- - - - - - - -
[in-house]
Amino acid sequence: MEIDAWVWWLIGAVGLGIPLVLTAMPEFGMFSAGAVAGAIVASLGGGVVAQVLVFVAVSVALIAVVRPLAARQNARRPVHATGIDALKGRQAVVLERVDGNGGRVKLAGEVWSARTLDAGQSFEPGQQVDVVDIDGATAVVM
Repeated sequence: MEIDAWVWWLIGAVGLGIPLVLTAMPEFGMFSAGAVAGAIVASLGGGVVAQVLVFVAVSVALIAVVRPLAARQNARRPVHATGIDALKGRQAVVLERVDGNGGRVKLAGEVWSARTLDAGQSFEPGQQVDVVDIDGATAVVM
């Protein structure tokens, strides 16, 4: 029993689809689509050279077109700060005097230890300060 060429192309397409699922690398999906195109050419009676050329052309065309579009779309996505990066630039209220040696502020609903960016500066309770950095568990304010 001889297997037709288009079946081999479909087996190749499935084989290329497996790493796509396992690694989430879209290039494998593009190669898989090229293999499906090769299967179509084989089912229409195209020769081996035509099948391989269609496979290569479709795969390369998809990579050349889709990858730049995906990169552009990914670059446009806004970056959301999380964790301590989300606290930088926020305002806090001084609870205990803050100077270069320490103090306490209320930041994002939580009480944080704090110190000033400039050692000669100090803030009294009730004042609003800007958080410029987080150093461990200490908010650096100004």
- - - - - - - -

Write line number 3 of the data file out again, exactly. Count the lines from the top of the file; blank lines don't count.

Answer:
Repeated sequence: MEIDAWVWWLIGAVGLGIPLVLTAMPEFGMFSAGAVAGAIVASLGGGVVAQVLVFVAVSVALIAVVRPLAARQNARRPVHATGIDALKGRQAVVLERVDGNGGRVKLAGEVWSARTLDAGQSFEPGQQVDVVDIDGATAVVM